The Silence of the Origin: Philosophy in Transition and the Essence of Thinking

The Silence of the Origin: Philosophy in Transition and the Essence of Thinking Abstract This article pursues Heidegger’s protracted engagement with the question of silent origins. First, I explore the so-called transitional thinking grounded in the fundamental attunement of reticence as it is put forward in the Beiträge zur Philosophie . Second, I consider the complex matter of Heidegger’s reference to the intimate, yet distinct, roles of poetry and thinking when it comes to articulating a response to the attunement of reticence. I then move to explain what is at stake in Heidegger’s engagement with Hölderlin on the nature of language, silence, and listening. This latter task involves analyzing Heidegger’s contention that Hölderlin’s poetic thought is both philosophically exemplary and futural. Finally, since I take Heidegger’s interpretation of Hölderlin to be a critical appropriation, we must assess the coherence of his redeployment of Hölderlin’s thought models, especially, I will claim, his appropriation of the halfgods. http://www.deepdyve.com/assets/images/DeepDyve-Logo-lg.png Research in Phenomenology Brill

The Silence of the Origin: Philosophy in Transition and the Essence of Thinking

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Publisher
Brill
Copyright
© Koninklijke Brill NV, Leiden, The Netherlands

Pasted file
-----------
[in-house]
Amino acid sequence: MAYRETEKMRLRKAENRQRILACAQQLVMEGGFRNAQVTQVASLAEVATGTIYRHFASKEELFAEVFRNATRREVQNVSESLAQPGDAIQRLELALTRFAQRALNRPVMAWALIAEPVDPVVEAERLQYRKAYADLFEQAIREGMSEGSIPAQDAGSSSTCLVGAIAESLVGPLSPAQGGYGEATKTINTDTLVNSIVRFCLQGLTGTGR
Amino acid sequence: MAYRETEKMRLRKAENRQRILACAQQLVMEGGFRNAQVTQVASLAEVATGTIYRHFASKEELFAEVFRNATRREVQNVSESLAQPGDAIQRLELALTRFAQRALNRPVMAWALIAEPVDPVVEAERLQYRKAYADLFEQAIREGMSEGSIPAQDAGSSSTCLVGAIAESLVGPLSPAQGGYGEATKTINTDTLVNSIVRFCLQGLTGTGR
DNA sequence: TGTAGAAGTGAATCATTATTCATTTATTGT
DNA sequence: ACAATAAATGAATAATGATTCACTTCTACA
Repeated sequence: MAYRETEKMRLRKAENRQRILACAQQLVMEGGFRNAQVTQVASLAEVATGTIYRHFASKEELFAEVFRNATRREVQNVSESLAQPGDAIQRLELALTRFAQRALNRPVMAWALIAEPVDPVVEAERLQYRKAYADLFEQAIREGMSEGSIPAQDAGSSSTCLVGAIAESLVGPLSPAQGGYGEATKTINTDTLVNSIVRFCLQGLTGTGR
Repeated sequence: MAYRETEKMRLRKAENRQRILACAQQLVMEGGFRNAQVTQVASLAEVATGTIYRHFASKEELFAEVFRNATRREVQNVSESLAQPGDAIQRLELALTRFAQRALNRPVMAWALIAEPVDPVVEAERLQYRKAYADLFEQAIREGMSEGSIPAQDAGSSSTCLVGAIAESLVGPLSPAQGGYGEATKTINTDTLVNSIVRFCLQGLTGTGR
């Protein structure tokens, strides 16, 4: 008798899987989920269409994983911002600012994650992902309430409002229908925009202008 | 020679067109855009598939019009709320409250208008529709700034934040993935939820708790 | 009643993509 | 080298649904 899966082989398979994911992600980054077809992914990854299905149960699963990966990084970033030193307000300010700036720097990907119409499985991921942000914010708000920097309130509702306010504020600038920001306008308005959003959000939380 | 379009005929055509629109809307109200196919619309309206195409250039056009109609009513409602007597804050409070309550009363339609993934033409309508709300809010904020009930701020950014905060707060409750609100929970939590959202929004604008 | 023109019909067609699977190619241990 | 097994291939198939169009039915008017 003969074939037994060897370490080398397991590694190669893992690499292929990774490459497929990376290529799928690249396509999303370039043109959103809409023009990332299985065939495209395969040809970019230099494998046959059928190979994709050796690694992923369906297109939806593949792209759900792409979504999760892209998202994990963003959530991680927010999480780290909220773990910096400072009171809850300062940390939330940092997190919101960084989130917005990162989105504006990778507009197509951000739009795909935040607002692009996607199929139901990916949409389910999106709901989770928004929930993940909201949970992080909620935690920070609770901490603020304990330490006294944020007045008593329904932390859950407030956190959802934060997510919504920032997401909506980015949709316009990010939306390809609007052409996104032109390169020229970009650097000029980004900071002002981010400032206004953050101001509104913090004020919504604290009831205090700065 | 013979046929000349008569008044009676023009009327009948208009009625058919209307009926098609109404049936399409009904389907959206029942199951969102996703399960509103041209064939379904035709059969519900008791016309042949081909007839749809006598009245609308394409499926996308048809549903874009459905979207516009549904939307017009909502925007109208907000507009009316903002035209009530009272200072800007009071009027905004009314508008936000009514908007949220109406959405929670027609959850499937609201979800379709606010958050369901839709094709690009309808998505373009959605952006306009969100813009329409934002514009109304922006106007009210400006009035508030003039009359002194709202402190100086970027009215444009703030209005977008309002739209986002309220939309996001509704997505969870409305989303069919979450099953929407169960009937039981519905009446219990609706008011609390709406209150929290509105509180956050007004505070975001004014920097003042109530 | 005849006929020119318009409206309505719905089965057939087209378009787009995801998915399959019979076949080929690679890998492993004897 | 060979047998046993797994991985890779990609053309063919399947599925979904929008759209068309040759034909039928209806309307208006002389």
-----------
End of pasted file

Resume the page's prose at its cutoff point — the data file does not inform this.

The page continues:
ISSN
0085-5553
eISSN
1569-1640
D.O.I.
10.1163/15691640-12341242
Publisher site
See Article on Publisher Site

Abstract

Abstract This article pursues Heidegger’s protracted engagement with the question of silent origins. First, I explore the so-called transitional thinking grounded in the fundamental attunement of reticence as it is put forward in the Beiträge zur Philosophie . Second, I consider the complex matter of Heidegger’s reference to the intimate, yet distinct, roles of poetry and thinking when it comes to articulating a response to the attunement of reticence. I then move to explain what is at stake in Heidegger’s engagement with Hölderlin on the nature of language, silence, and listening. This latter task involves analyzing Heidegger’s contention that Hölderlin’s poetic thought is both philosophically exemplary and futural. Finally, since I take Heidegger’s interpretation of Hölderlin to be a critical appropriation, we must assess the coherence of his redeployment of Hölderlin’s thought models, especially, I will claim, his appropriation of the halfgods.

Journal

Research in PhenomenologyBrill

Published: Jan 1, 2013

Keywords: Heidegger; Hölderlin; silent origins; listening; poetry; thinking

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